By Cole Altmayer, copy editor 

Video game journalists and actual gamers don’t exactly operate on the same wavelength. In fact, the two groups barely operate in the same universe. Gaming websites like Kotaku, Polygon and IGN have become punchlines among much of the gaming crowd.

However, never have I seen gamers more united in their distaste for these websites than right now. After VentureBeat reporter Dean Takahashi’s hilariously incompetent “Cuphead” playthrough went viral, leagues of talking heads from the gaming world leapt at the opportunity to soapbox about it.

Most of the soapboxing was in Takahashi’s defense. Many claim that one doesn’t necessarily need to be good at video games to be a gaming journalist, and that gamers focus too much on skill and the need for games to be a challenge to be properly satisfying. Headlines like “Videogame Culture Needs to Stop Fetishizing Skill” and “Let’s Have a Button to Skip Boss Fights” speak for themselves.

This whole “Cuphead” fiasco perfectly encapsulates a broader issue: gaming as a whole has gone down the road of casualization and leisurely play, rather than creating experiences that really test the player’s skills.

Easier difficulties and more focus on story have become the name of the game, and I can more or less live with that. However, it’s very disappointing to see the narrative of anti-difficulty being pushed by game media, as challenge is perhaps the most important part of creating a truly satisfying gaming experience. Sadly, fulfilling challenges have become few and far between in recent times.

The most obvious example of a fulfilling challenge is the “Dark Souls” series due to its emphasis on timing-intensive and tactical combat. But in this recent gaming climate, it’s almost become a cliche to call a “Souls” game hard. Every time a game introduces a hint of challenge, the gaming media instantly proclaims that it is the “Dark Souls” of whatever genre it’s in. “Cuphead” and “Crash Bandicoot N. Sane Trilogy” are some recent titles that have been compared to “Souls” despite both of them being platformers that don’t even play remotely similarly to “Souls.”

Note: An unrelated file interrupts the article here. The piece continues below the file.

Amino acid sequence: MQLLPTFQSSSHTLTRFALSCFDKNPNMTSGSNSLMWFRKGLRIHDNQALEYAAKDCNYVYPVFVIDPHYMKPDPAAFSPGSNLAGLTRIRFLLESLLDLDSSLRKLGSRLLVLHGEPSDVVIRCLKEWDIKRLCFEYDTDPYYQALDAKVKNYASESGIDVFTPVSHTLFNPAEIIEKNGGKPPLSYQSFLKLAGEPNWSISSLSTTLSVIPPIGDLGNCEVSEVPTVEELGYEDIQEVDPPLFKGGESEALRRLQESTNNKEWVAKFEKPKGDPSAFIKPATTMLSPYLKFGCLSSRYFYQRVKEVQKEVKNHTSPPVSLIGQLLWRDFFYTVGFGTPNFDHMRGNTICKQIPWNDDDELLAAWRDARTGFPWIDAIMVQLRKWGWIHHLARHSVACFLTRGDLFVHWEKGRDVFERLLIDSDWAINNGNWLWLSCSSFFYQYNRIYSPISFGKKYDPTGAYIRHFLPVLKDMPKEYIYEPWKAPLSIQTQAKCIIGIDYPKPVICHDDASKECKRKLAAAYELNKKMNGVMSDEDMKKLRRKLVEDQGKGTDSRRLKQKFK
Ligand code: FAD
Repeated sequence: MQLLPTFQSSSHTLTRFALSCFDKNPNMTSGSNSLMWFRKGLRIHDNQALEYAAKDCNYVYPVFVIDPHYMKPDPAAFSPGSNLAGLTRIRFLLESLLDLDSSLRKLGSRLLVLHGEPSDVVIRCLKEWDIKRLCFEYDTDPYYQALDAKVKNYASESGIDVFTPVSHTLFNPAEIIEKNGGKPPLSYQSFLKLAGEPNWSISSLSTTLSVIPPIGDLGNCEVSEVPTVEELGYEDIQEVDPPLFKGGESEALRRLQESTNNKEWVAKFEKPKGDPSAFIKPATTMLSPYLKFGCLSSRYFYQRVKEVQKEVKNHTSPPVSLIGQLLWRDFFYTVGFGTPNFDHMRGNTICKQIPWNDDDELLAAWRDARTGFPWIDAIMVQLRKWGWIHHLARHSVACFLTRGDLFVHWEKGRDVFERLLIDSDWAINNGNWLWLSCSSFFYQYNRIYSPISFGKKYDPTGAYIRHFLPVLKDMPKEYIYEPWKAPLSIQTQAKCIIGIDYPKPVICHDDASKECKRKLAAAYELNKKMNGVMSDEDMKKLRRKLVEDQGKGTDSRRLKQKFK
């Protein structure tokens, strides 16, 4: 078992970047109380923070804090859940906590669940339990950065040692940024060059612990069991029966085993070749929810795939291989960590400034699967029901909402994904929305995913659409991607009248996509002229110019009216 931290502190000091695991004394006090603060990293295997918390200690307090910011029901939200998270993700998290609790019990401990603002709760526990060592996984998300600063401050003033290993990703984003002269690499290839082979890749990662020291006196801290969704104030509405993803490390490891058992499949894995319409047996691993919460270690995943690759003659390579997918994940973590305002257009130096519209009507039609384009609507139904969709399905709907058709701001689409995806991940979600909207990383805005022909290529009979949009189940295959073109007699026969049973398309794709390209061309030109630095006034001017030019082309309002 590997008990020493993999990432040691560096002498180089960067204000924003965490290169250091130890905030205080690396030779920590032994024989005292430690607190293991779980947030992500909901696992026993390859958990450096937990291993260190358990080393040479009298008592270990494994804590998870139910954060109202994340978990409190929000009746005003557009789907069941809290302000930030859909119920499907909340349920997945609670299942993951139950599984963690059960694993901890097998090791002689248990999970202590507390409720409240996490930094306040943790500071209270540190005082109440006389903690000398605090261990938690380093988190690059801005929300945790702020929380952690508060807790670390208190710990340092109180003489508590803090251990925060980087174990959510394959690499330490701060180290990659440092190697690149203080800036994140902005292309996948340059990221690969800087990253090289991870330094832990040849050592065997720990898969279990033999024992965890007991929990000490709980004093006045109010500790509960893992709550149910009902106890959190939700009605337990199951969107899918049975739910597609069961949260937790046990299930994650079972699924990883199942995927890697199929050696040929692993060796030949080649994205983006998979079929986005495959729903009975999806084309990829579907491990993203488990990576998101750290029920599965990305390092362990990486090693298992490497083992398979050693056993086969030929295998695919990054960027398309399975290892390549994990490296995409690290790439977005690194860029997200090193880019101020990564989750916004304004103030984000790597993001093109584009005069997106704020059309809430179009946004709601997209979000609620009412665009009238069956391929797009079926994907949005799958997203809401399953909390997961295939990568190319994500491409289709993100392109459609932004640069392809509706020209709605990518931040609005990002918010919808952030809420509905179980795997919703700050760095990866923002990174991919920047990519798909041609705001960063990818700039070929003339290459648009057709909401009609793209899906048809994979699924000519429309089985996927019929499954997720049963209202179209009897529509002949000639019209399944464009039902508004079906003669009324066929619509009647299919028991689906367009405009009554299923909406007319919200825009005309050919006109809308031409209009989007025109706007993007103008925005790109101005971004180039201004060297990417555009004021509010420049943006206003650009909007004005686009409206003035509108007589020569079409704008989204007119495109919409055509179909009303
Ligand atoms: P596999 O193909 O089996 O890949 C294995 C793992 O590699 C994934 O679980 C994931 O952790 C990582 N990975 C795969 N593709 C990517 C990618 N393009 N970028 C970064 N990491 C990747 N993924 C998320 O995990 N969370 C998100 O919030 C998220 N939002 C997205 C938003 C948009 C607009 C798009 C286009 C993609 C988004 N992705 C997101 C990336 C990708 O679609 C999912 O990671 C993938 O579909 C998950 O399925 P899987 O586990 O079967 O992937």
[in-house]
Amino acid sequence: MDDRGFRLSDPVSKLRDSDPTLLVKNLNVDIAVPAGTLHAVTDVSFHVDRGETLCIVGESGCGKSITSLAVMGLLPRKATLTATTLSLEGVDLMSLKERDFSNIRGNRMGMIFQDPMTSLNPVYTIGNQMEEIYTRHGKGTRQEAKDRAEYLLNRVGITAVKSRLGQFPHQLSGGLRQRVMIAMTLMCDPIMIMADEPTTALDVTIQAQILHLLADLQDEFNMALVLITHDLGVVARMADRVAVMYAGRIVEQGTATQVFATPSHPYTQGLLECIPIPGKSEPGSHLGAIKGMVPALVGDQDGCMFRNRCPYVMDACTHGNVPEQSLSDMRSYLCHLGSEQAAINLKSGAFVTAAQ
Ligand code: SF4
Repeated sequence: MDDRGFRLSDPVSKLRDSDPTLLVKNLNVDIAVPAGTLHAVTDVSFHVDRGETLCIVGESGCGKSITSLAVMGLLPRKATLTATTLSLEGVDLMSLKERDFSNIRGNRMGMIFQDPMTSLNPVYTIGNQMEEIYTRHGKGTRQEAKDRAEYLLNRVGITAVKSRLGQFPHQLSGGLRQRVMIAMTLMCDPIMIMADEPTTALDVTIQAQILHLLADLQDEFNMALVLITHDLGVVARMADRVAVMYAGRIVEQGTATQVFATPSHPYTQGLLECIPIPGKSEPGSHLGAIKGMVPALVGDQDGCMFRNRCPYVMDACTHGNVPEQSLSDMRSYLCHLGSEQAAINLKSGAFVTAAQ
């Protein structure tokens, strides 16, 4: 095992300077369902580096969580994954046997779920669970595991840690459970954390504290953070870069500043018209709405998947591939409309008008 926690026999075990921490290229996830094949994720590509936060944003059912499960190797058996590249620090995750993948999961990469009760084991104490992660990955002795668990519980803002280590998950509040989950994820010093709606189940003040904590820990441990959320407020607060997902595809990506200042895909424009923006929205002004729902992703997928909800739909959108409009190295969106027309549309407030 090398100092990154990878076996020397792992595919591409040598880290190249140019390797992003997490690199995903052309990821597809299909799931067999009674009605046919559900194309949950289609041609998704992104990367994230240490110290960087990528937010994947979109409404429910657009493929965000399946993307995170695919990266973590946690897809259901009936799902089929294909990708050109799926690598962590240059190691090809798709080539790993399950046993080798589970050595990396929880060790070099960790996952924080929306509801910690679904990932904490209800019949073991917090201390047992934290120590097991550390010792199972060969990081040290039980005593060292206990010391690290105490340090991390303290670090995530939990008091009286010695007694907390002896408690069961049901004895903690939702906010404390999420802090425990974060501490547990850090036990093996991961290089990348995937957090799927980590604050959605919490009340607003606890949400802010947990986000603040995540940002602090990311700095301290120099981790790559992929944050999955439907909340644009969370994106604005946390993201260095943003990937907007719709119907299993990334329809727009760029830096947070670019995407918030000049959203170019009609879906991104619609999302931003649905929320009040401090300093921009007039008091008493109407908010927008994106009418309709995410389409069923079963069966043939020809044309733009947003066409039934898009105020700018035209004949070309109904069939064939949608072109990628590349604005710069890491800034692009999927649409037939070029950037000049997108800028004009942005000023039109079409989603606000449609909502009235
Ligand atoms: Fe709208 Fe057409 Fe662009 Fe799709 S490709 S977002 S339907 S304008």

These comparisons are drawn because the “Souls” games are one of the only challenging mainstream titles in recent memory. It is not because they deserve the inexplicable “hardcore gamer” pedestal they’re put on.

“Souls” isn’t really that hard. It’s unforgiving and has a pretty steep learning curve, but it very rarely throws anything unfair or unbeatable at the player. The game is extremely competently designed and uses the challenge as a way to keep the player invested in the game rather than a way to keep the casuals out. I don’t consider myself an accomplished gamer, but my first playthrough of “Souls” spinoff “Bloodborne” was easily the most fun I’ve ever had with a game.

Every battle in “Bloodborne” seems like a recreation of David versus Goliath. With each victory, I’m always glad the battle is over, but I’m still hungry for the next challenge the game is going to throw at me. Beyond “Souls” and some competitive multiplayer games, there are very few gaming experiences out on the market that create the same feeling.

Many other games that are advertised as “challenging” aren’t difficult in a fulfilling way. Rather, the developer takes the easy way out and makes the game artificially difficult.

The most common form of artificial difficulty is what I like to call “variable bloat.” This is very common in games that aren’t designed to be challenging but have optional modes that make the game harder.